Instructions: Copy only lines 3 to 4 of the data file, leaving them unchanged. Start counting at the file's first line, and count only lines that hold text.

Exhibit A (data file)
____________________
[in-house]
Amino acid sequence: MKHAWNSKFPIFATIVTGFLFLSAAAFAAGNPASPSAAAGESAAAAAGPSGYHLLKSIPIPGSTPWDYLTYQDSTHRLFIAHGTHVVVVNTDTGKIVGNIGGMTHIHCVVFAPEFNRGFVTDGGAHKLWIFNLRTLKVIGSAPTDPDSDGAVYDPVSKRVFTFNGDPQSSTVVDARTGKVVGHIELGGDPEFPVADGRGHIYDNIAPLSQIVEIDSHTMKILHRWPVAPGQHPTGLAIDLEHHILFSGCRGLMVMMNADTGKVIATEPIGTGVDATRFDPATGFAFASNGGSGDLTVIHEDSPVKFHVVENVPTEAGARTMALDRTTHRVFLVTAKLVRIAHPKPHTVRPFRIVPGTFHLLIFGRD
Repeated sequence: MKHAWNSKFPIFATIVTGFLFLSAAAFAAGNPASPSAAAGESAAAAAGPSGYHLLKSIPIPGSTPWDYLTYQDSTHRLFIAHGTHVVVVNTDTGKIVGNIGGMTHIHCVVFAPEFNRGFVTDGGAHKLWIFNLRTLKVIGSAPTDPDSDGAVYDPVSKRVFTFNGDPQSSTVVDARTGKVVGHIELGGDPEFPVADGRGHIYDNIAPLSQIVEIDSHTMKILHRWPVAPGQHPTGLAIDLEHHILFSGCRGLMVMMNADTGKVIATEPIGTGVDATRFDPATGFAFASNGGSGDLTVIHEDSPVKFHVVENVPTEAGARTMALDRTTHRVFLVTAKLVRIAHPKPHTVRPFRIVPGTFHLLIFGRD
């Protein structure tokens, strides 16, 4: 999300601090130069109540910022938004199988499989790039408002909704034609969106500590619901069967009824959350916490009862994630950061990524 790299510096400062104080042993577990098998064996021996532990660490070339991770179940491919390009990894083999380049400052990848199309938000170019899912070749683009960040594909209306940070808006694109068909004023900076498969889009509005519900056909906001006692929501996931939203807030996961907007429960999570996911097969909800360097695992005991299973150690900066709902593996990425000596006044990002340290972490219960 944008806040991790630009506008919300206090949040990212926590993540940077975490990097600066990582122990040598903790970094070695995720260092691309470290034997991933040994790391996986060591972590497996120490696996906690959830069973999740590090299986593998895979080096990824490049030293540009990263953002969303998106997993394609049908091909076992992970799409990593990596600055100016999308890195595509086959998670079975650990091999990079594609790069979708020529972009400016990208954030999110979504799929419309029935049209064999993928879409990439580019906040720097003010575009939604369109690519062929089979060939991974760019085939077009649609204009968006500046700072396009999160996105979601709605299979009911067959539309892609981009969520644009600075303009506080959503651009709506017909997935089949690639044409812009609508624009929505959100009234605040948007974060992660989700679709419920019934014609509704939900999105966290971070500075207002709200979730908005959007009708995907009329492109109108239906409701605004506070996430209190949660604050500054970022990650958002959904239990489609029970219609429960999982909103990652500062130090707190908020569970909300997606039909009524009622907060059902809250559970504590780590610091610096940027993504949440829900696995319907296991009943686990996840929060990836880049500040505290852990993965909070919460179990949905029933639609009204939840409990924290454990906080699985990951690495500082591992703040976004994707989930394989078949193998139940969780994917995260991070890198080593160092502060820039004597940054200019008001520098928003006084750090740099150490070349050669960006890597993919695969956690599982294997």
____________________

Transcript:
Repeated sequence: MKHAWNSKFPIFATIVTGFLFLSAAAFAAGNPASPSAAAGESAAAAAGPSGYHLLKSIPIPGSTPWDYLTYQDSTHRLFIAHGTHVVVVNTDTGKIVGNIGGMTHIHCVVFAPEFNRGFVTDGGAHKLWIFNLRTLKVIGSAPTDPDSDGAVYDPVSKRVFTFNGDPQSSTVVDARTGKVVGHIELGGDPEFPVADGRGHIYDNIAPLSQIVEIDSHTMKILHRWPVAPGQHPTGLAIDLEHHILFSGCRGLMVMMNADTGKVIATEPIGTGVDATRFDPATGFAFASNGGSGDLTVIHEDSPVKFHVVENVPTEAGARTMALDRTTHRVFLVTAKLVRIAHPKPHTVRPFRIVPGTFHLLIFGRD
């Protein structure tokens, strides 16, 4: 999300601090130069109540910022938004199988499989790039408002909704034609969106500590619901069967009824959350916490009862994630950061990524 790299510096400062104080042993577990098998064996021996532990660490070339991770179940491919390009990894083999380049400052990848199309938000170019899912070749683009960040594909209306940070808006694109068909004023900076498969889009509005519900056909906001006692929501996931939203807030996961907007429960999570996911097969909800360097695992005991299973150690900066709902593996990425000596006044990002340290972490219960 944008806040991790630009506008919300206090949040990212926590993540940077975490990097600066990582122990040598903790970094070695995720260092691309470290034997991933040994790391996986060591972590497996120490696996906690959830069973999740590090299986593998895979080096990824490049030293540009990263953002969303998106997993394609049908091909076992992970799409990593990596600055100016999308890195595509086959998670079975650990091999990079594609790069979708020529972009400016990208954030999110979504799929419309029935049209064999993928879409990439580019906040720097003010575009939604369109690519062929089979060939991974760019085939077009649609204009968006500046700072396009999160996105979601709605299979009911067959539309892609981009969520644009600075303009506080959503651009709506017909997935089949690639044409812009609508624009929505959100009234605040948007974060992660989700679709419920019934014609509704939900999105966290971070500075207002709200979730908005959007009708995907009329492109109108239906409701605004506070996430209190949660604050500054970022990650958002959904239990489609029970219609429960999982909103990652500062130090707190908020569970909300997606039909009524009622907060059902809250559970504590780590610091610096940027993504949440829900696995319907296991009943686990996840929060990836880049500040505290852990993965909070919460179990949905029933639609009204939840409990924290454990906080699985990951690495500082591992703040976004994707989930394989078949193998139940969780994917995260991070890198080593160092502060820039004597940054200019008001520098928003006084750090740099150490070349050669960006890597993919695969956690599982294997």